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Moody greys and sultry blacks were accented by blocks of bold, fiery red.  Here, a touch of elegance in the wallpaper print; there, robust angles and clean lines.  The design spoke of glamour, of European chic and of smoldering beauty, with a distinct fashionista edge.  It was the most remarkable hotel interior I’d seen.

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Best described as deluxe, my suite was no less impressive, with picture-perfect views of the castle.  The attention to detail within the design and layout was notable, and the amenities were superb.  It seems the thrill of the miniature kettle is a thing of travel past; Le Clervaux has raised the bar with individual Nespresso coffee machines.  Inside the undeniably sexy en-suite, an assortment of divine-smelling Fairtrade toiletries prompted me to let out an involuntary squeal, which echoed against the high ceiling and sounded at odds with the peaceful silence of my surroundings.

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Interiors by JOI-Design

Despite the enormous bed luring me into the embrace of an afternoon nap, the wellness centre was calling me louder.  With a comprehensive spa menu and therapists of the highest quality, it was clear these facilities were one of Le Clervaux’s key assets.  I experienced head-to-toe treatments: a whole-body sea salt scrub (which left me with cashmere-soft skin), a deep cleansing facial and all manner of massage techniques. Forget Hot Stone Massage; at Le Clervaux it’s all about the Hot Ball – a heated balloon which is rolled at just the right pressure over your body, accessing every inch to loosen the muscles and lull you into a helpless state of relaxation.  As someone with sensitive skin and a strong environmental conscience, it is also crucial that I mention the wellness centre’s important choice of beauty products: Thalgo.  Created from naturally occurring minerals and nutrients found in the sea, these marine-based beauty products left neither a blemish on my skin, nor unnecessary impact on the environment, thanks to the brand’s core commitment to minimising its ecological footprint.

New levels of luxurious relaxation

Outside of the treatment rooms, there was an abundance of facilities to profit from – mood-enhancing, colour-changing lights in the pool, a decent sized jacuzzi and a relaxation room of ample comfort – but it was the hot zone I found the most enthralling, with its dark, enigmatic design and unusual variations on the classic sauna and steam experience.  Acutely aware of European spa protocol (namely the insistence of complete nudity) I let go of my inhibitions and de-robed into my own unashamed nakedness.  Admittedly, it did enhance the experience somewhat, allowing the skin to fully benefit from the steam, salt vapour and other glow-inducing atmospheric conditions.  But a friendly warning: if you’re averse to witnessing the unclothed form of the opposite sex in close proximity, some prior mental preparation is in order.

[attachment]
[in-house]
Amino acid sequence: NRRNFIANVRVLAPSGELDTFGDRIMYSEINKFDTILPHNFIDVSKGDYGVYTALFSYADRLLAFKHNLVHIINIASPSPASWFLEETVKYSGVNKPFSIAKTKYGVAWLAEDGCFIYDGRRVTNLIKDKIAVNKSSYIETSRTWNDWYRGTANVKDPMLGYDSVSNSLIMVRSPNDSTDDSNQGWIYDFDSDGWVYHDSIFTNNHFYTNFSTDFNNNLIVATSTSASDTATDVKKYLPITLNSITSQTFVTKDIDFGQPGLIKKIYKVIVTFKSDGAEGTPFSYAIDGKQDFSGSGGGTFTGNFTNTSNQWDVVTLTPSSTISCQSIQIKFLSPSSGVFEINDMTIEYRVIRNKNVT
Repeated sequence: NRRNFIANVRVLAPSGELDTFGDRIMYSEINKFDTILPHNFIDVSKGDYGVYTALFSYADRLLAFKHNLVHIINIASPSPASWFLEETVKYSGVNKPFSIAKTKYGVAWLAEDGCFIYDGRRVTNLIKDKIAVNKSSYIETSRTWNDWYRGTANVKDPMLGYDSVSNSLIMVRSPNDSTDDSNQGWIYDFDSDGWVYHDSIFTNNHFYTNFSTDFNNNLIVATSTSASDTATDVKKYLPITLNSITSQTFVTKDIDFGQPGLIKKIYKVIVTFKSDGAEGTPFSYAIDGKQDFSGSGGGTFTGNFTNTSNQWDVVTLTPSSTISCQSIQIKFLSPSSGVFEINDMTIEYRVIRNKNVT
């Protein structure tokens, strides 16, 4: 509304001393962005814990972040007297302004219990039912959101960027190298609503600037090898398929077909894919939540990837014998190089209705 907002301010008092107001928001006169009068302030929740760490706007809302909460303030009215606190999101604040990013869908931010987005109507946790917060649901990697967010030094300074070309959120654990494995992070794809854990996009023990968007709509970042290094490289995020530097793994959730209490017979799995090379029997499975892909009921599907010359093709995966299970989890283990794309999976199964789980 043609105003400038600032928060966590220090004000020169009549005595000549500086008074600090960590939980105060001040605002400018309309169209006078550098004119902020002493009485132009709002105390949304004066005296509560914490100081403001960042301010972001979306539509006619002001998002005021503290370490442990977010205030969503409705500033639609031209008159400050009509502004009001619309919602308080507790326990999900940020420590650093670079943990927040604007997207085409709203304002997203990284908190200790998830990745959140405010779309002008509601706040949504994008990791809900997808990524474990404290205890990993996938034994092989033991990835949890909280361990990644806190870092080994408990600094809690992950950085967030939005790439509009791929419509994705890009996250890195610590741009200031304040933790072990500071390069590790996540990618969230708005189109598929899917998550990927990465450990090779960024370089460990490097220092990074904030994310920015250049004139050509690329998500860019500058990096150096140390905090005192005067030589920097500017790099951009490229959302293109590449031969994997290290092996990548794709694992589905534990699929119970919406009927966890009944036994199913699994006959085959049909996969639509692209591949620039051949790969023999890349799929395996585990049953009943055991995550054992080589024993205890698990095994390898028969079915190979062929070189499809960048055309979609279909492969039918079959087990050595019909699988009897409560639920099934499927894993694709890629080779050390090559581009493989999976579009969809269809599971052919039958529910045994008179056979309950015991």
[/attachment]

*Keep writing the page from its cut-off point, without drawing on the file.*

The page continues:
Post-pampering, it felt a shame to spoil my newly cleansed skin with unnecessary cosmetics, so I was relieved to note at dinner that whilst the hotel itself oozed glamour, there was no pressure on its guests to follow suit.  As a pescetarian, the hotel’s most prestigious restaurant Rhino’s Steakhouse was sadly wasted on me, however I can highly commend them on their extraordinarily generous crayfish salad and wood-fired pizzas, and with regards to the meat, let me say this: as someone who once was a carnivore, the steak menu was something to behold.  Meat lovers, eat your heart out because the choice of quality cuts, sauces and sides is extensive.  The hotel’s other restaurant Da Lonati served me the most tender, flavour-rich melanzane parmagiana of my life – which is saying something given how many times I’ve eaten this dish in Italy.  If you can resist the temptation of sinking into the world’s most comfortable bed for just a little longer, it’s worth pausing in the Cabana Lounge for a nightcap.

A wonderful welcome at bedtime…

In my humble opinion, the mark of excellence at any hotel is the standard of the breakfast – I’m looking for quality, creativity, variation and abundance – so I was delighted to discover Le Clervaux excelled on every point.  Each morning I was greeted with “Voulez-vous du Champagne?” (note: never in life is the answer to that question anything but “Oui, merci”) and a mouth-watering buffet so broad I deemed it necessary to wear stretchy pants to allow for my inevitable over-indulgence.  It was a breakfast-lover’s paradise; farm-fresh, locally-sourced, hot from the oven, freshly-squeezed, decadent, vitamin-rich and always beautifully presented.

How could I resist?

It intrigued me as to who would visit this wonderful little gem, so discreetly tucked away in the Luxembourgish forest, but as the Marketing & Communications Manager, Nicole, explained during a tour of the facilities, the town of Clervaux is situated amongst some of Europe’s best rural hiking routes, and is especially blessed in historical buildings and landmarks.  It is also a town of unique character (exhibit A: the mayor recently “handed over the keys” to the town and red carpets were laid along the small streets surrounding the hotel, upon which were held a delightful little festival for all to enjoy).  Add to that the superb business and conference facilities of the hotel itself and the aforementioned spa heaven and you’ll start to understand, as I did, why this well-kept secret is quickly gaining recognition as a travel destination.